Dual-Gradient Drilling Positions Pacific Drilling For The Future

| About: Pacific Drilling (PACD)

The two articles that I recently published on Seeking Alpha regarding Pacific Drilling (NYSE:PACD) and the desirability of modern ultra-deepwater drilling rigs saw an interesting discussion ensue in the comments. This discussion revolved around the unique ability that four of Pacific Drilling's rigs have to perform dual-gradient drilling. Dual-gradient drilling is a relatively new technology pioneered by Chevron (NYSE:CVX) that has a number of advantages over the standard single-gradient drilling technique. Pacific Drilling's capabilities in the area could prove to be a competitive advantage for the company, particularly in areas such as the U.S. Gulf of Mexico.

First, let's discuss dual-gradient drilling and why it is so much better than the single-gradient drilling method that has been the industry standard for years. Offshore Magazine wrote and published a very good article about the technology in an issue awhile back and I will do my best to explain how this technology works and why it is better than the conventional method of drilling an ultra-deepwater well. Stated simply, in a conventional drilling operation, the marine riser (a pipe that connects the deepwater platform to the sub-sea wellhead) is filled with a weighted drilling fluid that exerts hydrostatic pressure on the wellbore. This method severely impacts the casing design and creates numerous downhole difficulties, including technical difficulties controlling the well. In dual-gradient drilling, the marine riser is filled with sea water instead of drilling fluid. The drilling fluid is used exclusively in the wellbore. This results in much less downhole pressure upon the well, removing some of the technical complications and making it much easier to control the well. This vastly improves safety.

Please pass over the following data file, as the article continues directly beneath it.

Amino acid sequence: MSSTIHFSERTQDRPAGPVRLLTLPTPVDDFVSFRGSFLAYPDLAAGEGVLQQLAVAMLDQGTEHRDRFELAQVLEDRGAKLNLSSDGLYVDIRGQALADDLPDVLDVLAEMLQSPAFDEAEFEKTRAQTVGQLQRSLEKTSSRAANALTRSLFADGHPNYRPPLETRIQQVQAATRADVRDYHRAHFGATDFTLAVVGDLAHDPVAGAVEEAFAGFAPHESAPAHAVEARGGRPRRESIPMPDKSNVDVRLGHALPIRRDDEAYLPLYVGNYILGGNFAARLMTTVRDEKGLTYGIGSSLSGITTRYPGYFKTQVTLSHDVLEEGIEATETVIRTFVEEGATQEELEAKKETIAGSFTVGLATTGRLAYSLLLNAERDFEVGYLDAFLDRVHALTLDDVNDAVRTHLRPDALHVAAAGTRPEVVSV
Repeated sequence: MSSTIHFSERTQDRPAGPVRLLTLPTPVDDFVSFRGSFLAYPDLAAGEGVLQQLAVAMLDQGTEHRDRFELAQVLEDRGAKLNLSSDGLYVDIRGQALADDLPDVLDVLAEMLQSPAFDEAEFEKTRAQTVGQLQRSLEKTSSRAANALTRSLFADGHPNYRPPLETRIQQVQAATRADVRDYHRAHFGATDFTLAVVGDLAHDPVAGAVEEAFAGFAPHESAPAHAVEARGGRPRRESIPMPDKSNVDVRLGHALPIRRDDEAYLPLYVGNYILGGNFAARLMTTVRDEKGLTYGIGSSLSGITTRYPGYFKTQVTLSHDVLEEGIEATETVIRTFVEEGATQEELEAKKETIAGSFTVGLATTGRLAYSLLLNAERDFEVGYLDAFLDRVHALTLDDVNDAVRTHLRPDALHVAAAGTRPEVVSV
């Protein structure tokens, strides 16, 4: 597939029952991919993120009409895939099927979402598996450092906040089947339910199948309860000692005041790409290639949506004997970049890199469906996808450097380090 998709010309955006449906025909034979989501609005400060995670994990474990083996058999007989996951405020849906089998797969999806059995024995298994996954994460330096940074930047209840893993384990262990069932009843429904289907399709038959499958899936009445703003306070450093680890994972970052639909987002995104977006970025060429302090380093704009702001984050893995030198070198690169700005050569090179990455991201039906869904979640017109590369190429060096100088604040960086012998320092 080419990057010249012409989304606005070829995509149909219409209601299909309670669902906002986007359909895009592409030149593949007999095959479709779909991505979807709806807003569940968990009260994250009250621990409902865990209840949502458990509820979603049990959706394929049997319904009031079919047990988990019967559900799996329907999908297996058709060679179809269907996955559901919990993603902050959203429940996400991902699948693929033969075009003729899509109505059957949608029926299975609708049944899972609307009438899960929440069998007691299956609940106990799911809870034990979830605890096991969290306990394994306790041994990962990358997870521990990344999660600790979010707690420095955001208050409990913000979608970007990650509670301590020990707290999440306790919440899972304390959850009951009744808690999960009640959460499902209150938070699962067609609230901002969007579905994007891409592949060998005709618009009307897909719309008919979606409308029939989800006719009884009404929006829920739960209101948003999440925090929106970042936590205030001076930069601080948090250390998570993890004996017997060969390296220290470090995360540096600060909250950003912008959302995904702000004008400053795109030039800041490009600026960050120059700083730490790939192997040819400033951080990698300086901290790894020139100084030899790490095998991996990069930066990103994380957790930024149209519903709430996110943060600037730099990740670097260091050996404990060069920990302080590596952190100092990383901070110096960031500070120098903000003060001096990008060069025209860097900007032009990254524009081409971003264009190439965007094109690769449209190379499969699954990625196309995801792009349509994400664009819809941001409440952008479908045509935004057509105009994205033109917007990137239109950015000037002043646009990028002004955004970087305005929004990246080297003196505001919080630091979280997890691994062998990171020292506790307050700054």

Oil and gas giant Chevron is at the forefront of oil companies looking to adopt and use dual-gradient techniques in their deepwater and ultra-deepwater development projects. Safety is one of the primary reasons for this. As I discussed in my previous articles (linked above), governments around the world have been increasingly tightening their regulatory requirements on offshore wells since 2010. Additionally, the oil and gas companies that operate these wells have become increasingly concerned about the safety of their offshore projects, possibly out of fear of becoming the next BP (NYSE:BP). Therefore, the improved safety offered by dual-gradient drilling compared to conventional methods looks very desirable.

Dual-gradient drilling also offers a few other advantages over conventional drilling techniques that make it desirable to operators. According to Ken Smith, dual-gradient drilling project implementation manager for Chevron North America,

"It's easier, safer, better for the environment, less expensive, the risks decrease, and the outcomes are more predictable. I think it will be the way we drill deepwater wells in the future."